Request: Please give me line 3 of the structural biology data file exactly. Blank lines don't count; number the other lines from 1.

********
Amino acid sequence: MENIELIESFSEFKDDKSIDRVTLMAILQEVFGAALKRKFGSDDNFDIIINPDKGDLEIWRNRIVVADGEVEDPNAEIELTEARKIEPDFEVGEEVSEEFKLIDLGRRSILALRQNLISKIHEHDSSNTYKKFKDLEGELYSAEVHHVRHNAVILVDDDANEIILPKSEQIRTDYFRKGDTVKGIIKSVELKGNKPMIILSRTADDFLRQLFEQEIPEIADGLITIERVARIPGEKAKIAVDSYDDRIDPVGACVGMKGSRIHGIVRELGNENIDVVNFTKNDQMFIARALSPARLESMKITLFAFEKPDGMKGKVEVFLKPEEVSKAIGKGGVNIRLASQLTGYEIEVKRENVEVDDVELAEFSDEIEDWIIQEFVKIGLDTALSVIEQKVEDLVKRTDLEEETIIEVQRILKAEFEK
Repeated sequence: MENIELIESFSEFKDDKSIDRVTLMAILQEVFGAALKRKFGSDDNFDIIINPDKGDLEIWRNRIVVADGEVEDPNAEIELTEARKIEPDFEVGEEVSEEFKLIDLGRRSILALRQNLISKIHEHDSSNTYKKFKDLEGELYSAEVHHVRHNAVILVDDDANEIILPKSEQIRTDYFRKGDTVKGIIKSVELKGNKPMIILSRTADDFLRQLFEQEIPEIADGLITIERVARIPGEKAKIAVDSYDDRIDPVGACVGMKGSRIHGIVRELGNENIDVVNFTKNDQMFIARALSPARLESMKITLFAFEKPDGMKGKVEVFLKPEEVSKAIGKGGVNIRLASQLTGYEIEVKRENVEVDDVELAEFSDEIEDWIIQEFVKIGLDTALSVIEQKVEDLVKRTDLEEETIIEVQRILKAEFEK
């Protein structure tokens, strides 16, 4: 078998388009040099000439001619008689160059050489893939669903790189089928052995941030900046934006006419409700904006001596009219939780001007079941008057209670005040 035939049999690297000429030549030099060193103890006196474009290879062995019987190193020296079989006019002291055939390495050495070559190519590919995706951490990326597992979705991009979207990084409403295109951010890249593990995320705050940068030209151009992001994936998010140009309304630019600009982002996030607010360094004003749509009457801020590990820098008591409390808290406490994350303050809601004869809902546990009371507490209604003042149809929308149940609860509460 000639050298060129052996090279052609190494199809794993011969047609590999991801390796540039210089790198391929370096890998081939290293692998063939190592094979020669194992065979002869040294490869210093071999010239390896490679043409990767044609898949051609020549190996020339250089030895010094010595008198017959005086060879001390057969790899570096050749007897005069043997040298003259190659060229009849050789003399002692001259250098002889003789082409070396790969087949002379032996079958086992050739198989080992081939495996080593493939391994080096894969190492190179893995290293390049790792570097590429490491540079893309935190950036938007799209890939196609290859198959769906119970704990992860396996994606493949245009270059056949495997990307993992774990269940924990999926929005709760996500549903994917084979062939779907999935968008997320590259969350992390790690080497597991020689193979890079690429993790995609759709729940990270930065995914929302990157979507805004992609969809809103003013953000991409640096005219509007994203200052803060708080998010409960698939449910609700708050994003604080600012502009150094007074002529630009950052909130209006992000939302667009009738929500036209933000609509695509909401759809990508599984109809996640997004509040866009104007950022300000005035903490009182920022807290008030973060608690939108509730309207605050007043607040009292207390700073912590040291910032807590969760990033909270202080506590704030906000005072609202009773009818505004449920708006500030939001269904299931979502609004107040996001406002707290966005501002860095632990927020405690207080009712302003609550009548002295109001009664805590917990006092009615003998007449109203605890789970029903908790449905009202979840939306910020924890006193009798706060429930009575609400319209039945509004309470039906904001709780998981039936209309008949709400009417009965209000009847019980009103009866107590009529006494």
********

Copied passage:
């Protein structure tokens, strides 16, 4: 078998388009040099000439001619008689160059050489893939669903790189089928052995941030900046934006006419409700904006001596009219939780001007079941008057209670005040 035939049999690297000429030549030099060193103890006196474009290879062995019987190193020296079989006019002291055939390495050495070559190519590919995706951490990326597992979705991009979207990084409403295109951010890249593990995320705050940068030209151009992001994936998010140009309304630019600009982002996030607010360094004003749509009457801020590990820098008591409390808290406490994350303050809601004869809902546990009371507490209604003042149809929308149940609860509460 000639050298060129052996090279052609190494199809794993011969047609590999991801390796540039210089790198391929370096890998081939290293692998063939190592094979020669194992065979002869040294490869210093071999010239390896490679043409990767044609898949051609020549190996020339250089030895010094010595008198017959005086060879001390057969790899570096050749007897005069043997040298003259190659060229009849050789003399002692001259250098002889003789082409070396790969087949002379032996079958086992050739198989080992081939495996080593493939391994080096894969190492190179893995290293390049790792570097590429490491540079893309935190950036938007799209890939196609290859198959769906119970704990992860396996994606493949245009270059056949495997990307993992774990269940924990999926929005709760996500549903994917084979062939779907999935968008997320590259969350992390790690080497597991020689193979890079690429993790995609759709729940990270930065995914929302990157979507805004992609969809809103003013953000991409640096005219509007994203200052803060708080998010409960698939449910609700708050994003604080600012502009150094007074002529630009950052909130209006992000939302667009009738929500036209933000609509695509909401759809990508599984109809996640997004509040866009104007950022300000005035903490009182920022807290008030973060608690939108509730309207605050007043607040009292207390700073912590040291910032807590969760990033909270202080506590704030906000005072609202009773009818505004449920708006500030939001269904299931979502609004107040996001406002707290966005501002860095632990927020405690207080009712302003609550009548002295109001009664805590917990006092009615003998007449109203605890789970029903908790449905009202979840939306910020924890006193009798706060429930009575609400319209039945509004309470039906904001709780998981039936209309008949709400009417009965209000009847019980009103009866107590009529006494």